Teach the Earth > GIS and Remote Sensing > Activities > Digitization and Volumetric Analysis of Sediment Transport in a Simplistic Flume

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This page first made public: Jul 27, 2010

Digitization and Volumetric Analysis of Sediment Transport in a Simplistic Flume

C. Robin Mattheus, Hamilton College


The activity is designed to help students conceptualize the spatiotemporal relationships between erosion and deposition across a convex topography, which serves as a proxy for understanding rill and gully formation, knickpoint migration, valley excavation, and the interplay between sediment supply and accommodation across distributary features. The exercise utilizes simplistic flume observations and measurements to generate digital terrain models (DTMs) of generated topographies; by changing individual flume parameters between experimental runs (such as discharge, slope, and sediment type and moisture content), students are able to determine controls on sediment dispersion.


Type and level of course
This exercise was designed to actively involve students throughout the course of a semester in the various aspects of sandbox construction, experimental design and execution, data analysis (observatory and GIS-based), and presentation. The amount of time invested in this project is dependent on the scope of the experimental design and student involvement (with sandbox construction, setup, and data entry); this experimental blueprint calls for at least 5 hours of lab time, which may be spread out over several lab periods to accommodate for relevant homework assignments and student input on experimental setup and design.

Geoscience background assumed in this assignment
A geoscience background that includes physical geology and/or sedimentology is preferred, but not essential; useful background information before lab should include a discussion on surface hydrology as well as erosional and depositional processes along hillslopes.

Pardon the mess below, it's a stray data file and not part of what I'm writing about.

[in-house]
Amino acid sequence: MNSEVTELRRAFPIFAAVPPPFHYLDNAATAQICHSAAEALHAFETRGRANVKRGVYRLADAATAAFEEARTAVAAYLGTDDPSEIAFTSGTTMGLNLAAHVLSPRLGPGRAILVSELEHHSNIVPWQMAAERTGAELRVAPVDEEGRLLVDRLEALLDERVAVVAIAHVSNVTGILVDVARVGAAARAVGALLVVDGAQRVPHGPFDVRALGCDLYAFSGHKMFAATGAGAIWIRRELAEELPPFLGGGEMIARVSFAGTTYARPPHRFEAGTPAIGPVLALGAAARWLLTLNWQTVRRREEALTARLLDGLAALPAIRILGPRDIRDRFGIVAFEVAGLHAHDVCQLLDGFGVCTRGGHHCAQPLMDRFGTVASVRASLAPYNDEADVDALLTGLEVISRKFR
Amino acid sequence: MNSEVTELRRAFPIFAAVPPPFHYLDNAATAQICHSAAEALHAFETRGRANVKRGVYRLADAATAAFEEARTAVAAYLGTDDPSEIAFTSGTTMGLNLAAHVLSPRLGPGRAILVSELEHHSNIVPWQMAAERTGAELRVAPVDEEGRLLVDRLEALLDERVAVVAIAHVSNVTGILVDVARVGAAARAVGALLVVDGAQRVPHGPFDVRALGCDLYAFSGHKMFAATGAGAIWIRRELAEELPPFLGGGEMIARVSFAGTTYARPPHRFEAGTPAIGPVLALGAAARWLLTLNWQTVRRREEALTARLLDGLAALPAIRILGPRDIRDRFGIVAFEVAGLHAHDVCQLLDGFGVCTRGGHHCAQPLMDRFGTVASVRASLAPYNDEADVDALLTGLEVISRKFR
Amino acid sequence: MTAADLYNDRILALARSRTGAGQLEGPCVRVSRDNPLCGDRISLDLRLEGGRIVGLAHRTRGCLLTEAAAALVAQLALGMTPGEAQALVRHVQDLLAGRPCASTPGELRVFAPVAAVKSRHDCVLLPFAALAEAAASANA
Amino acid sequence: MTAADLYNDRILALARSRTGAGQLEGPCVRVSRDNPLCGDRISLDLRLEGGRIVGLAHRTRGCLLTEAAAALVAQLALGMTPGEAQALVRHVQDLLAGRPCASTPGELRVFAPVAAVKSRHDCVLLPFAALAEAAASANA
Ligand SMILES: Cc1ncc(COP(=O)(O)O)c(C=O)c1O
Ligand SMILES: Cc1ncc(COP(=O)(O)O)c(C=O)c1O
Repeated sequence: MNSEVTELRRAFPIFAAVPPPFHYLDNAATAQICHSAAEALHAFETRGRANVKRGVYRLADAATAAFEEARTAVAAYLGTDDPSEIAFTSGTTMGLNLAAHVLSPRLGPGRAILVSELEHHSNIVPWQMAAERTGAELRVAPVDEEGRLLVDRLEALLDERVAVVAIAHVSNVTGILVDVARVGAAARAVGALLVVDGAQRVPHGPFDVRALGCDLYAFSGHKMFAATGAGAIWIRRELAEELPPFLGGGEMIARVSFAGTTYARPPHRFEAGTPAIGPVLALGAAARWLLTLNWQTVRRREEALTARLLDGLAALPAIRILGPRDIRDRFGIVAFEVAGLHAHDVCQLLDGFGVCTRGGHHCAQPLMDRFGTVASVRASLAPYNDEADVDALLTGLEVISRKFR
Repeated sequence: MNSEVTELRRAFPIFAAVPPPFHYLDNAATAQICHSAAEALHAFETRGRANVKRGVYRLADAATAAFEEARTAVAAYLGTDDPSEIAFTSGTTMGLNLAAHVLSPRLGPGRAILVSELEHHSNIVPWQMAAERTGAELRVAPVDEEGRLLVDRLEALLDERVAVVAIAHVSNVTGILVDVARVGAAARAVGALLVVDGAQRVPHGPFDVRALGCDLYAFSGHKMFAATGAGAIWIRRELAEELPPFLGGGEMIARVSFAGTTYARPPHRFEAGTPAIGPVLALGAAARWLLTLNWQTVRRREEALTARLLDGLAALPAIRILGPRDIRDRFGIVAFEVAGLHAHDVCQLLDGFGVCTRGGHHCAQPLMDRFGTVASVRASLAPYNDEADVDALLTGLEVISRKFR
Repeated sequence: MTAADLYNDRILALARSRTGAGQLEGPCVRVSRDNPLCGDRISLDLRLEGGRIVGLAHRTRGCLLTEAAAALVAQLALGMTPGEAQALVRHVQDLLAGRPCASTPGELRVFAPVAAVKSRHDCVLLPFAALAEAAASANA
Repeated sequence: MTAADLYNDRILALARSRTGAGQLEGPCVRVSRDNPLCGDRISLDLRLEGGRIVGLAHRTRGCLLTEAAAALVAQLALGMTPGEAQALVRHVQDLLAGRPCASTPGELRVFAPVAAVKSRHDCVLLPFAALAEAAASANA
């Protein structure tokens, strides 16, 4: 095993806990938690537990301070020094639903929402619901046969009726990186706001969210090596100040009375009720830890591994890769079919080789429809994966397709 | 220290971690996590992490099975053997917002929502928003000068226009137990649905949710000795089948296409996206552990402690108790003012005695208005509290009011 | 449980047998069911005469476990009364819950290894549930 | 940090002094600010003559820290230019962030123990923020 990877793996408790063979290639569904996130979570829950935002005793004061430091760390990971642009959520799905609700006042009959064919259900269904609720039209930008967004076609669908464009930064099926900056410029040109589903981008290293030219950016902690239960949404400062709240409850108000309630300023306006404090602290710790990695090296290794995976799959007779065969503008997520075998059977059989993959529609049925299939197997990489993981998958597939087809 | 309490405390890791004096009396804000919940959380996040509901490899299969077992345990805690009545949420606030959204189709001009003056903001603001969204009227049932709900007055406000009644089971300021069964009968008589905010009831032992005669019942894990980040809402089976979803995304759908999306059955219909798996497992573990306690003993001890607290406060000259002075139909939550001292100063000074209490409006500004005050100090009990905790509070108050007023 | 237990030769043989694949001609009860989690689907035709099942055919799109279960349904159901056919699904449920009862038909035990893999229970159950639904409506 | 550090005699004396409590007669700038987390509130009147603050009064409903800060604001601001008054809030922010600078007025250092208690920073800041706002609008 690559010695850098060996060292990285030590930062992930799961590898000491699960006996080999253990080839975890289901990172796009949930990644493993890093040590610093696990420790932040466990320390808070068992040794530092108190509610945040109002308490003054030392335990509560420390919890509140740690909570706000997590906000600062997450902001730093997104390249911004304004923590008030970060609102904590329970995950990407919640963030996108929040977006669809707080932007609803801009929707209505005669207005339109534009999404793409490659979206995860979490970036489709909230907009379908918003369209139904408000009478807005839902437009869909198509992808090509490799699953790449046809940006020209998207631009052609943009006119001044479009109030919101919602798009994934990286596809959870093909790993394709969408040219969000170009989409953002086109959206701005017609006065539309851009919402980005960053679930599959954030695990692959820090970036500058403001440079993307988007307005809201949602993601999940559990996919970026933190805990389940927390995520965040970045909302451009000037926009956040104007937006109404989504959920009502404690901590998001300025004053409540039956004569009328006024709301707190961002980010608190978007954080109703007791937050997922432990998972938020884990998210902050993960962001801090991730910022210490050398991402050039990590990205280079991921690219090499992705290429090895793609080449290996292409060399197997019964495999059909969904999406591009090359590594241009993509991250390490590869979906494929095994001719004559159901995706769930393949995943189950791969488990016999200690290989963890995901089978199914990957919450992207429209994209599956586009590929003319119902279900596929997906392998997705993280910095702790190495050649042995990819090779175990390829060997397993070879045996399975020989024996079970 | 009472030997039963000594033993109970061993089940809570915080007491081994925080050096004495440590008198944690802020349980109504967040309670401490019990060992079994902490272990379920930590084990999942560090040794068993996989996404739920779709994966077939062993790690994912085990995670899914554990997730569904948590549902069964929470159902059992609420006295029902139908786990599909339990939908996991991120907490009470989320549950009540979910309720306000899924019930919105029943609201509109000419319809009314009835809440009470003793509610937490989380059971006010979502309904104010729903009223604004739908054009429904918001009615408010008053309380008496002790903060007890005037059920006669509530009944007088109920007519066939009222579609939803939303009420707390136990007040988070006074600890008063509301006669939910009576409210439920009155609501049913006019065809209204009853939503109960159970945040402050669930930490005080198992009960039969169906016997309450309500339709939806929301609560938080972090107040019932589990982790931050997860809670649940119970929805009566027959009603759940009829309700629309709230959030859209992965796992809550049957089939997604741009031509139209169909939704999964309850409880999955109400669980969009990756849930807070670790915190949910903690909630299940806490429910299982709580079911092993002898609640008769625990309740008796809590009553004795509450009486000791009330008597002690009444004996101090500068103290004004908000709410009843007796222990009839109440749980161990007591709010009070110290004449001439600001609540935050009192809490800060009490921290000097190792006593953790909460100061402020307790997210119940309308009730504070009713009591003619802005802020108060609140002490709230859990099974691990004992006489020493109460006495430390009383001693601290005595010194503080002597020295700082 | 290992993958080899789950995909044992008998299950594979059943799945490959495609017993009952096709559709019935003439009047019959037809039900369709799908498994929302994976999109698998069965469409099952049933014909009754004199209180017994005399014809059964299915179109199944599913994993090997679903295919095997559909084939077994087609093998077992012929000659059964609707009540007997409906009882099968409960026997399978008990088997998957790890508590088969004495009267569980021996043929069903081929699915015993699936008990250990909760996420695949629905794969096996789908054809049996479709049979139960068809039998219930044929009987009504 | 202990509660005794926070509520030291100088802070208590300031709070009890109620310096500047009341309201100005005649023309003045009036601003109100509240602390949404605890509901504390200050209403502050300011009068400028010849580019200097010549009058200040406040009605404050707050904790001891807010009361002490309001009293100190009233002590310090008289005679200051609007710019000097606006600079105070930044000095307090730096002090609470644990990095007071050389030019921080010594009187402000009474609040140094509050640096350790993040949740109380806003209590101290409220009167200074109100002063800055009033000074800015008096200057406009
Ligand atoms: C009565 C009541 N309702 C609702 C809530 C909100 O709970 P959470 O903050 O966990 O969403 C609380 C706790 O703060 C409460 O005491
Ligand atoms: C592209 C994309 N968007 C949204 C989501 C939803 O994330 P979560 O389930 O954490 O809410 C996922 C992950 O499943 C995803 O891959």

GIS/remote sensing skills/background assumed in this assignment
It is assumed that students possess basic GIS-skills (i.e. an understanding of coordinate systems, data types, data import and display, outputs and layouts, etc.).

Software required for this assignment/activity:
Excel (Microsoft)
ArcMap 9.2 with Spatial Analyst extension (ESRI)
ArcScene with 3D Analyst extension (ESRI)
Surfer 9 (optional gridding software)

Time required for students to complete the assignment:
Dependant on student involvement in flume construction and scope of assignment


GIS/remote sensing techniques students learn in this assignment
In this activity, students will learn how to format and import point-data they generate themselves from elevation measurements taken in the flume box into ArcMap. Point-data are interpolated to generate raster surfaces. Students are asked to generate a timeseries of these surfaces, representing topographies at specific instances in time during the evolution of the flume landscape. Using simple calculator functions in ArcGIS, students can generate net-change maps that document the spatial and temporal distribution of erosion and deposition and allows sediment volumes to be calculated.

Other content/concepts goals for this activity